If you try to call Lydia Loveless on her cell phone and she doesn't pick up, you'll get the following message:
"Hello, you have reached firebrand cowpunk badass Lydia Loveless. I can't come to the phone right now because I'm too busy saving country music..."
Loveless recorded it long enough ago to sometimes forget it still exists. While the rural Ohio-born artist burst onto the alt-country scene earlier this decade with tunes like "Back on the Bottle"—which, in true outlaw fashion, Loveless wrote and released before she was even of legal drinking age—her cheeky greeting ignores the fascinating growth of her music since the rowdy rock-meets-honky-tonk hybrids of her high-octane, unfiltered 2010 debut.
Along with an odds-and-ends collection of previously released material, Loveless's 2017 output consists of an EP of club-ready remixes of "Heaven"—her dreamy, Smiths-with-synths original from last year's Real—and a somber, stripped-down cover of Justin Bieber's "Sorry" that served as the b-side to "Desire," a leftover from the Real sessions.
"My number one song on Spotify is that Bieber cover," Loveless laughs. "It's amusing, but it must have done something to broaden my fan base."
For longtime fans who have followed Loveless since the raucous twang of her early releases, the nineties pop influence on her more recent work may be a bit surprising. But for the twenty-seven-year-old Loveless, those influences felt natural.
"That's when all of the boy bands and pop singers were coming out, which was the biggest thing that made me even want to be a musician," Loveless says. "I thought I was going to be like Britney Spears and dance around with choreography, but obviously that didn't work out."
Despite those ambitions, her novice guitar skills and limited budget helped the familiar sounds of country music win out when she first started writing songs. She says she gravitated toward old country records because they were what she could afford—it was easy to find Hank Williams records in dollar bins, she says. As a novice guitarist, she could teach herself how to play some of Williams's slow, sad tunes.
While Loveless's songwriting has remained brutally honest, her palette has broadened as she's honed her guitar chops and become more comfortable with her band. Compared with recording 2011's Indestructible Machine—her second album and first with most of her current bandmates—communicating her vision is far simpler.
"It's much easier to get your own language within a band," she says. "Just stupid stuff like saying 'Do a Todd Rundgren bass line' where a song can develop into something that isn't just the first thing you grab onto because it's easy."
That ease shows on Real, where Loveless escapes genre confines by adding electronic accents and pop polish to her refined sense of melody on arrangements that expand far beyond the rootsy implements of banjo, pedal steel, and fiddle. Loveless hopes that expanding her stylistic tool kit will help her continue to break away from being pegged to just one genre.
"Once you've been deemed a country artist, it's really easy to be pigeonholed and it's harder to make yourself accessible because [some people] won't even take a listen," she says, noting that it's even tougher for a female singer to break out of that niche due to an undercurrent of sexism. "Almost every show I play, someone comes up and says, 'I don't like women singers, but you were really good' and they think that's a compliment. It's not like 'I hate women' but it's this deeply buried thing where some men are kind of embarrassed. They feel like it's emasculating to enjoy a woman's art."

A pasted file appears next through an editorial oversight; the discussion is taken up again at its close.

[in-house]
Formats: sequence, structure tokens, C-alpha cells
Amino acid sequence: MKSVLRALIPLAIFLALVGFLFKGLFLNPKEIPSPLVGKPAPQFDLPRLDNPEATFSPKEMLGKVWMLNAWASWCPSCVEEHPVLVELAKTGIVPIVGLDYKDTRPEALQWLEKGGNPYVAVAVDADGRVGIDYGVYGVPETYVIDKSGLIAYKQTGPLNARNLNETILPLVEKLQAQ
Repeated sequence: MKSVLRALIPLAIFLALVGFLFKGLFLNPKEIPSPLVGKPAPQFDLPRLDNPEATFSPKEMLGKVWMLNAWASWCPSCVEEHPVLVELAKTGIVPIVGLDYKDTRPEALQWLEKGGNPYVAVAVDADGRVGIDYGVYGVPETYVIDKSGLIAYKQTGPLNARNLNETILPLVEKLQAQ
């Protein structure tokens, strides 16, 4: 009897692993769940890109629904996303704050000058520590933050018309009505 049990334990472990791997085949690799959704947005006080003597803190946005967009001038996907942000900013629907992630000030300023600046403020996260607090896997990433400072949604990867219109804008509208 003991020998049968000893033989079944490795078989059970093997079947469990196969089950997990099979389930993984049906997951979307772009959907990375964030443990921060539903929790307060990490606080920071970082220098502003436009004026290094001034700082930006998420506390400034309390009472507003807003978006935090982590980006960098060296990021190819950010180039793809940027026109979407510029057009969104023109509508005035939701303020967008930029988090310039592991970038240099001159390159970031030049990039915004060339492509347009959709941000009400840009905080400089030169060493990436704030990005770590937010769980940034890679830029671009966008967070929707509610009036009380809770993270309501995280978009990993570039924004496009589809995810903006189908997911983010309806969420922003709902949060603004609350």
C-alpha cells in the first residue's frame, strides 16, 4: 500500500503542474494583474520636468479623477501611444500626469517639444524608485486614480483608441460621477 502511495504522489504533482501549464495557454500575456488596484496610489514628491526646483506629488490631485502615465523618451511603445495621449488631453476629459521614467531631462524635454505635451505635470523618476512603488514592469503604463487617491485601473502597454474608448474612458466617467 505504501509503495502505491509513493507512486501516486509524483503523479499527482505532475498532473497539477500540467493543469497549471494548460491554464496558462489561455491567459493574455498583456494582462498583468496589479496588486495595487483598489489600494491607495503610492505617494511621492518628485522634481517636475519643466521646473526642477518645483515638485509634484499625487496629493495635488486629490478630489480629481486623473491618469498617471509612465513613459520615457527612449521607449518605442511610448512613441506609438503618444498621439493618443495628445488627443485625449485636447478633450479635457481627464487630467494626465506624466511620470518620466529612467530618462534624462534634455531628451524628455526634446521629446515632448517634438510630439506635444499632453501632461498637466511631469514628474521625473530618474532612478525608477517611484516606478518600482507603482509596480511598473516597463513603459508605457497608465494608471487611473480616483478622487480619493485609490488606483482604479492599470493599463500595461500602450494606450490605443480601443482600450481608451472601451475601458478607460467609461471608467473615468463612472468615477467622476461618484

For Loveless, an outdated, outgoing voicemail message isn't the only part of a phone call that fails to reveal her current situation; she retains a central Ohio area code despite moving to Morrisville in early August. After undergoing a dark period in her personal life that included a divorce from her former bassist Ben Lamb (which Loveless addresses throughout Real), Loveless says she's found peace and anonymity—along with increased access to touring bands and terrific food—since arriving in the Triangle after more than a decade in Columbus.
"I wouldn't say I'm in the backwoods, but it's definitely quieter," she says. "Getting away from all the familiarity is nice, and I'm doing way better now just with some distance from some of the bullshit I was going through."
A recent tour accompanied only by guitarist Todd May—her first such string of dates in eight years, she guesses—also helped give her some space while getting back to playing her songs at her own pace. She'll wrap that run with a two-night stand at the Cat's Cradle Back Room this weekend.
"I like acoustic performances because they can be more relaxed and funny, and it's not the end of the world if you make a mistake, because it's obviously supposed to be intimate and fun," she says, adding that her varied sets will draw from a broad range of material. "I don't have to worry about whether we've rehearsed this song in a while, but it's more about what my comfort zone is."
For her first "hometown" shows since moving to North Carolina, perhaps she'll find more comfort in her new surroundings—and then finally update that voicemail greeting.